The very way we are in this country simply confirms the popular saying that any society gets the kind of leadership it deserves; not what it thinks or desires or even wants. A good people deserve a great leadership and crooked ones deserve crooked leadership. That is not to say we are not a set of very great people in Nigeria, but corruption and selfishness have reduced us to what we are really not. A friend of mine once pointed at a young man whom l think would have caused bad leadership before he was employed as a civil servant but now things have changed, he rides an Infinity of high value and that friend told me the young man got the money on a crooked deal as the pay master of the ministry. In churches offerings get missing into the pockets of smart evangelists and in the shrine of Ayelala – the popular riverine goddess; the priest in 2009 was struck dead for failing to give an accurate account of 418 fowls, N64, 000 and 149,000 yards of white cloths given to her master. The goddess was believed to have been obviously angry at this high level of mismanagement that has perhaps not happened in 25 years that the woman has presided over the affairs of the shrine. There is the widespread complaint that teachers extort money from students; fuel stations hoard fuel; judges pervert truth and the nation is on the verge of collapse. Yet all these cannot be compared to the evil that awaits us if these attitudes persist.
There’s no doubt that the fish starts stinking from the head. That is the truth as revealed by a Chinese proverb. Yet, many are not aware that the complexity of the head makes it so. And unlike the fish that grows from the head, leadership as a concept grows from the tail and any society that lacks an upright tail will never see an upright head.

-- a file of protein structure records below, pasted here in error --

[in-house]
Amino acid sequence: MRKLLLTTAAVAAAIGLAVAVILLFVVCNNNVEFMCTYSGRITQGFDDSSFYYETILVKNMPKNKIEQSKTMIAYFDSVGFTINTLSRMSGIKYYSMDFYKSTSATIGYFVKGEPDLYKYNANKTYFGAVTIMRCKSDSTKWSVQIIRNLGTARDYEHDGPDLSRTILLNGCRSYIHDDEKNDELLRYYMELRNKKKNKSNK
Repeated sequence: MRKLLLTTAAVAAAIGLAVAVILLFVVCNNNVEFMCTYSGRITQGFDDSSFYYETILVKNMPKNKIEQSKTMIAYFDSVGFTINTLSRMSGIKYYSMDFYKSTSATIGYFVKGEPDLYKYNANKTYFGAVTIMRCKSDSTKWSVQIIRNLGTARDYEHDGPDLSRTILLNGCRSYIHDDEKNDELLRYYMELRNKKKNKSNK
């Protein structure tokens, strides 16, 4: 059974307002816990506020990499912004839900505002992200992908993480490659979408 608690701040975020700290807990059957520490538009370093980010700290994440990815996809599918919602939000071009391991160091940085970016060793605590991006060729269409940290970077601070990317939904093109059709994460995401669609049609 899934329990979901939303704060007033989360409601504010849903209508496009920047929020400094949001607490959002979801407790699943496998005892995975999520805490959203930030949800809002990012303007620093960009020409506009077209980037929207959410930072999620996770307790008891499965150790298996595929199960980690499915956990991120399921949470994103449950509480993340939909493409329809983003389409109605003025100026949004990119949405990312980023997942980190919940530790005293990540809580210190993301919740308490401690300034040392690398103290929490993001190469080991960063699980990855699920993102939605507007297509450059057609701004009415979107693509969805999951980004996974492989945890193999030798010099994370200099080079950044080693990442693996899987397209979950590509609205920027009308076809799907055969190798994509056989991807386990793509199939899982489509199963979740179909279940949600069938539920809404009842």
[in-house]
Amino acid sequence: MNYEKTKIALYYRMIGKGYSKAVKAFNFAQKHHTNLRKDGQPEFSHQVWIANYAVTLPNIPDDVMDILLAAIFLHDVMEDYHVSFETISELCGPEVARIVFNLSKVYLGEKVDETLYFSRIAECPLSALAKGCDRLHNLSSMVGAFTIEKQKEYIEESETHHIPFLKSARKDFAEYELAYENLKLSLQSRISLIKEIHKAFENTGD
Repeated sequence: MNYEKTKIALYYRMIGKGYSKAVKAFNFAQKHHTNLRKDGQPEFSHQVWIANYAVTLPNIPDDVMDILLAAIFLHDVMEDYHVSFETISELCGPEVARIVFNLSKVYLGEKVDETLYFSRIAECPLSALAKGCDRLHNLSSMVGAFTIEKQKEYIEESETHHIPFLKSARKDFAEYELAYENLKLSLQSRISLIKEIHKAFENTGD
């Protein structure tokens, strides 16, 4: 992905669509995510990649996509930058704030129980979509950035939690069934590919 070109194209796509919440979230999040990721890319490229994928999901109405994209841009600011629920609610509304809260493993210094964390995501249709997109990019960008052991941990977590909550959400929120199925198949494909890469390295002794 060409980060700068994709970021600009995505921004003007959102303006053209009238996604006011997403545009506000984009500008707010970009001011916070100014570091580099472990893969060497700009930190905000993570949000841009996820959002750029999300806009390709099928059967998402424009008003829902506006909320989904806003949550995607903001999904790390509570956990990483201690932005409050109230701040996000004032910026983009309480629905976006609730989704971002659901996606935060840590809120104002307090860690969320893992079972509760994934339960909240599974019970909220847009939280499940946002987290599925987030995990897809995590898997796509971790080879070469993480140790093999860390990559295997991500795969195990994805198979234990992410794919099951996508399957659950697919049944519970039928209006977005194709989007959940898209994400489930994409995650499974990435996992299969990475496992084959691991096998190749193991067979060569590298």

I cannot hide the fact that if leadership gives a right direction, the people will follow. After all, Nigerians who disobey laws in the country today abide by them abroad because of a system that is working. But for a system to work; it requires the input of both leadership and followership. If any fails under any guise then the future is bleak. If we as youths continue to seek corners to cut, look for men to dupe; if the old ones fail to repent from perpetration of fraud; then our nation will continue to be in trouble even if we have all the Adeboyes of this world.
In 2013, our leaders didn’t pass the test of leadership neither did many of us excel in the test of patriotism. Funmi Iyanda called it the identification of what is not working well and making conscious effort to make it work. If the nation is not working well, now is the time to fix it but if we keep complaining and pursuing some selfish agenda – then, the year may not be as great as the prophets and the oracles have revealed.
Ojon, a producer with TVC NEWS, Lagos Nigeria is the founder of Campaign for Patriotism. He can be reached on firstname.lastname@example.org